A five-year-old girl suddenly appears on the doorstep of a well-to-do Hamburg family. The members of the multi-generational, white household react differently to the arrival of Toxi, who is black, the daughter of an African-American G.I. and a white German woman who has died. Eventually Toxi works her way into the hearts of this German family, but then her father returns, hoping to take Toxi back to America with him.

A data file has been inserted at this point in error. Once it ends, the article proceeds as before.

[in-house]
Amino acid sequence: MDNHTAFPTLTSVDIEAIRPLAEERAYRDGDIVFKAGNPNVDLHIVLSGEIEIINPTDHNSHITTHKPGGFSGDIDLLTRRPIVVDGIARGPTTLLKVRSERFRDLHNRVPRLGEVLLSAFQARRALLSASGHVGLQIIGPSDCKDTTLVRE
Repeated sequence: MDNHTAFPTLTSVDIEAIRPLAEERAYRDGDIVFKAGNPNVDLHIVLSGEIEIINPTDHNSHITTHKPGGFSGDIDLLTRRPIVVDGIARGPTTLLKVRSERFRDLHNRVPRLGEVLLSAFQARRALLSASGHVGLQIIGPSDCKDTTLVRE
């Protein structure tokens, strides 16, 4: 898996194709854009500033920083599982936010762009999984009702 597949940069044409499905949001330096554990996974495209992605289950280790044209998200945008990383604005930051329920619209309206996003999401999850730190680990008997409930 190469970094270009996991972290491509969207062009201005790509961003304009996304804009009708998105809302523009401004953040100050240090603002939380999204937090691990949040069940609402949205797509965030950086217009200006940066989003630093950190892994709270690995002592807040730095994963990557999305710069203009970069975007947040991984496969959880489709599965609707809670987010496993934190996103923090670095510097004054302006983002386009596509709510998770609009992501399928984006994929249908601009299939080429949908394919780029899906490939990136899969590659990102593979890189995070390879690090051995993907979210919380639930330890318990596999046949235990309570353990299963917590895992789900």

At the time of the film’s release in 1952, there were between 3,000 and 5,000 children of Allied paternity born since WWII living in West Germany. Toxi was the first feature-length film to explore the subject of “black occupation children” in postwar Germany and premiered when the first generation of these children began entering German schools, creating a public awareness of this situation. Robert A. Stemmle, one of the most popular West German directors and known for his unique blend of social realism and melodrama, brought together an exceptionally renowned set of classic German actors with diverse experiences of the Nazi era, including Paul Bildt, Johanna Hofer and Elisabeth Flickenschildt.